Adida Robinson 2023

From Projecting Power



"The likelihood of being misidentified as a member of a marginalized segment of the host population disincentivizes assimilation, while holding constant the national identity, migration status, and religious identity of the immigrant group" (Adida and Robinson 297). The author argues that different immigrants face different likelihoods of being racially lumped with members of the marginalized host community, and therefore face different incentives to reify their ethnic identities as protection from race-based discrimination. They look for factors that cause Black immigrants to resist assimilation. The themes of this study reinforce the intertwined importance of cultural identity and cultural change.


The journal documents studies of Black immigrants selectively claiming the identity of US-born African Americans to protect against the racial discrimination of groups who have assimilated into American culture and the history of racism. This article follows the posed differences between Black immigrants and US-born African Americans, inferencing that there are incentives for one to separate oneself to avoid race-based discrimination. This study follows the assimilation of Black immigrants and analyzes the reasoning behind their decisions.



The study uses 3 approaches to examine their argument:

  • Qualitative Data
    • A qualitative interview data from 1st and 2nd generation immigrants from sub-Saharan Africa to demonstrate that not all African immigrants are equally likely to be mistaken for African Americans. This highlights the complexities of Black immigrants' experiences. They found that Somali Bantus perceived themselves as facing race based discrimination.
  • Experimental Evidence
    • Conducted a lab to identify the demographic correlates of African immigrants being mistaken for African Americans. They found that Black immigrants from the Horn of Africa are less likely to be mistaken as African Americans than immigrants from different regions in Africa.
  • Focus Group Discussions
    • A focus group discussions and original survey data from Somali immigrants, between ethnic Somali and Bantus who have distinct features comparing the likelihood of being mistaken for African American. They found Bantus are more likely to be mistaken for African Americans than Somalis.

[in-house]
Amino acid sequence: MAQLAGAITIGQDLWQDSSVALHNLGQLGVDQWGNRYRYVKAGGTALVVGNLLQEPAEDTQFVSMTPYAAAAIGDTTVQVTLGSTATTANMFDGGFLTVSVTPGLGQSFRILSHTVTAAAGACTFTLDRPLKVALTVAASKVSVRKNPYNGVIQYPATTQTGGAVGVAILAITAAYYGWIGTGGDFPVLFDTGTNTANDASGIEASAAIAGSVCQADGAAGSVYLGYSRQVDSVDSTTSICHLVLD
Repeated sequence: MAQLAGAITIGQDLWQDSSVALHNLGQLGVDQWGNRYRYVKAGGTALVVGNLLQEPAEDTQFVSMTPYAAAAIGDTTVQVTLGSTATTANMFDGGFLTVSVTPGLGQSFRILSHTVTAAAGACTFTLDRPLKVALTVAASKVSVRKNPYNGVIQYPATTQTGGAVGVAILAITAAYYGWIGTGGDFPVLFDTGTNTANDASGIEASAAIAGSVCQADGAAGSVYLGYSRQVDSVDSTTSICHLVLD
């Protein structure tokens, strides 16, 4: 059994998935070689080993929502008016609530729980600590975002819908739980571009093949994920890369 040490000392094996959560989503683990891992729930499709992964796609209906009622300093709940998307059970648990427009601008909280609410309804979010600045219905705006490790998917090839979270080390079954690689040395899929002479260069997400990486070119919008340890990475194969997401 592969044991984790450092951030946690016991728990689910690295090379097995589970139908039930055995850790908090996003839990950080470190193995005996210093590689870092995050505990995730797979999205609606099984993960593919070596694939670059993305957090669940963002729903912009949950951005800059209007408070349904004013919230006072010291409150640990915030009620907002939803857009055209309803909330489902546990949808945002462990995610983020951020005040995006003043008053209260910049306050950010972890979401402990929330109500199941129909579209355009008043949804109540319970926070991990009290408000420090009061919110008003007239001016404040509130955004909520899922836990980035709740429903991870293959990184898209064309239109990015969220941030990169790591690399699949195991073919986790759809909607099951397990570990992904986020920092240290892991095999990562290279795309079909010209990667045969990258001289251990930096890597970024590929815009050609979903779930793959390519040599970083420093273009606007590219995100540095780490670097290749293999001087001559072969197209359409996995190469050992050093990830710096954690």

The researchers ultimately found that the Somali Bantu migrants were more likely to be mistaken as African Americans, which caused them to resist assimilation. It showed in them "preferring ethnic names, or wearing national or ethnic-signaling attire, using their native languages in public, valuing ingroup over outgroup marriages, and choosing to live in particular neighborhoods — behaviors referred to elsewhere as “ethnic embeddedness” (Waters et al., 2010) — all signal an identity separate from African Americans" (Adida and Robinson 302).

Additionally, the researchers found that that ethnic Somalis were often mistaken for many other identities that expanded beyond Africa, such as being mistaken for Middle Eastern and Indian or mixed-race. This provided the researchers with the insight that ethnic Somalis have a wider range of potential identification classification assumptions in the U.S., as opposed to the ethnic Bantus, who do not share similar experiences. This provides crucial insight on the impact of stereotypes to migrants and their retaliation, or lack of, to assimilation.


The use of ethnicity as a 'buffer' against racial discrimination is very common among marginalized migrants. The researchers cited other studies on African and Asian migrants that found similar findings--migrants claimed their ethnicities over their perceived race in the US in order to distinguish themselves from marginalized groups in the US. While this is a tool that benefits migrants attempting to navigate the American racial class structure, it ultimately rests on the ultimate marginalization of African Americans.